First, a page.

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First, you need more than just a signature, because a VRF produces both an output and a proof. To an observer, the output is uniformly distributed unless the observer also has the proof, which can be used to verify the output. With a signature scheme and a random oracle $H$, you could use a signature $s$ on a message $m$ as a proof and $h = H(s)$ as an ...


5

Sharon Goldberg's research group at Boston University has a web site on VRFs with research references and applications, including key transparency in CONIKS, authenticated enumeration-resistant denial of existence in DNSSEC with NSEC5, and the Byzantine agreement protocol Algorand. Here's a quick history of how negative answers work in DNS and DNSSEC. The ...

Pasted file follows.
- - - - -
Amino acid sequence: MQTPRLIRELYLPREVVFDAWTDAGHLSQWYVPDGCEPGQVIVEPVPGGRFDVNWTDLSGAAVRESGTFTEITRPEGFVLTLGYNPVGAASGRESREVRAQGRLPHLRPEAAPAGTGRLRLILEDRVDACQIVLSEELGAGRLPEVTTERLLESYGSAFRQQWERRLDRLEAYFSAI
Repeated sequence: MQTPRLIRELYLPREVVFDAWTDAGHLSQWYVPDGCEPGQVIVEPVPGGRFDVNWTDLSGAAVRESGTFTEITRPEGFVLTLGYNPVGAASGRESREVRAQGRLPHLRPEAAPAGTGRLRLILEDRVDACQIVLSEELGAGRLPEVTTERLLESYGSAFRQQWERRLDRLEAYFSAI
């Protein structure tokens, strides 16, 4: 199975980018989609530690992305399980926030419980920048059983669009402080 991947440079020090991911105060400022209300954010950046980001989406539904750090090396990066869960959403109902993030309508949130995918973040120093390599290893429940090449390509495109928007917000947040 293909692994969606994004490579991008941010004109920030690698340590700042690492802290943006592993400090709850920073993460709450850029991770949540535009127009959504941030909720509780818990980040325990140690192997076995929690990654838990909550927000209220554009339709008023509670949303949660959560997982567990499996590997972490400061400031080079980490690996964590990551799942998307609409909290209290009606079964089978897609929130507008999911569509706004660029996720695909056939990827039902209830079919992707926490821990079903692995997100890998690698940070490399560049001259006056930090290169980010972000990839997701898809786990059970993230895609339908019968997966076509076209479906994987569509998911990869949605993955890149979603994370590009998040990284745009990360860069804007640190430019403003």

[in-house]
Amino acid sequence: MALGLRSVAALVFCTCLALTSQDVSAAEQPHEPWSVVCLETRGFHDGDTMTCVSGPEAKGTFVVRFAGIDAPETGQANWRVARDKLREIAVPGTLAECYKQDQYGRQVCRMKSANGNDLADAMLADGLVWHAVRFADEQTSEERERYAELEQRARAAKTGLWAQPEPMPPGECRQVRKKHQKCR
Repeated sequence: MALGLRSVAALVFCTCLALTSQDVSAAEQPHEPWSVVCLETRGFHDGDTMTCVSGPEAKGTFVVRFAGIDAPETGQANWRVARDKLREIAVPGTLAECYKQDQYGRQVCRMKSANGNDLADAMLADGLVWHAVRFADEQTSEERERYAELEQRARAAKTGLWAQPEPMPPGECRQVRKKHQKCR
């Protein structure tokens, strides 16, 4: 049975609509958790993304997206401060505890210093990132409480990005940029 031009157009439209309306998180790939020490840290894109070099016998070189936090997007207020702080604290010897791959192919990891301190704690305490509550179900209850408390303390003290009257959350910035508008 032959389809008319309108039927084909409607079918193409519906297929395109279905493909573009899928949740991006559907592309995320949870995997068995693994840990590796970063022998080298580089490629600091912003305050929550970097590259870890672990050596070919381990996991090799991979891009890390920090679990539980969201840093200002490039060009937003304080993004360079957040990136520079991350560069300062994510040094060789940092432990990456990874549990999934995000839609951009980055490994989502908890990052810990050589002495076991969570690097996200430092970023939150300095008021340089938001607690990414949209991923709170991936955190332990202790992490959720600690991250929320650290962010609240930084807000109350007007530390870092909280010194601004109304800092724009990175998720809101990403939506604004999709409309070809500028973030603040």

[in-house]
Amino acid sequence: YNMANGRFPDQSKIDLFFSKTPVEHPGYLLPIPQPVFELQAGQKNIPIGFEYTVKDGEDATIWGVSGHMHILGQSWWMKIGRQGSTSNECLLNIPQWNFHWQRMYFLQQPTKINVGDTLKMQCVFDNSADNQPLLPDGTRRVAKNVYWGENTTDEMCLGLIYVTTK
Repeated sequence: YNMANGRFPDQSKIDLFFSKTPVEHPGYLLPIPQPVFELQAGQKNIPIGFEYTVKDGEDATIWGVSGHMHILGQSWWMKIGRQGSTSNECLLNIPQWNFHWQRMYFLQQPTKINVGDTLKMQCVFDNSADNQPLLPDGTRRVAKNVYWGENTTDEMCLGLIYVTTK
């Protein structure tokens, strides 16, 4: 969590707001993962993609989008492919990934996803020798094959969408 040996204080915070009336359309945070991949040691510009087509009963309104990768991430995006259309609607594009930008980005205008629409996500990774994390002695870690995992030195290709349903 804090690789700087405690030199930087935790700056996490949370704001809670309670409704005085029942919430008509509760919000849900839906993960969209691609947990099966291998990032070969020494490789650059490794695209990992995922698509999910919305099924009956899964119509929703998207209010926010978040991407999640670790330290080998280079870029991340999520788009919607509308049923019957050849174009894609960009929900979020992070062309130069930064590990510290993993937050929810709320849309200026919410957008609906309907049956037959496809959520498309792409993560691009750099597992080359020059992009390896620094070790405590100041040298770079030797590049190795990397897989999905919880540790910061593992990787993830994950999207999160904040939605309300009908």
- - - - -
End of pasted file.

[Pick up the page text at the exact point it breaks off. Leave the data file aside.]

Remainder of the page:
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Ed25519 is a typical elliptic-curve signature scheme, in a group of large prime order $\ell \approx 2^{252}$ on a curve over the field $\mathbb F_p$ for $p = 2^{255} - 19$. A secret key is a uniform random 32-byte string; a signature is a 64-byte string encoding a point $R$ on the curve generated by the standard base point, and encoding a scalar $s \in \...


1

Yes, in the random oracle model, the hash of a BLS signature makes a VRF essentially as secure as the BLS signature scheme (provided the verifier accepts only the unique canonical encoding of each signature). This works because BLS signatures are unique. Fix a pairing $e\colon G_1 \times G_2 \to G_T$ on groups $G_1$ and $G_2$ of prime order. For any fixed ...


1

Sure VRFs can be used for sortition. One can say that a party is selected if the output of his VRF satisifies some property. The VRF outputs two things - a random output and a proof that the output is computed correctly. It is not always the case that if the output of a VRF is f(x) the corresponding proof is x. For example, the VRF could simply output a ...


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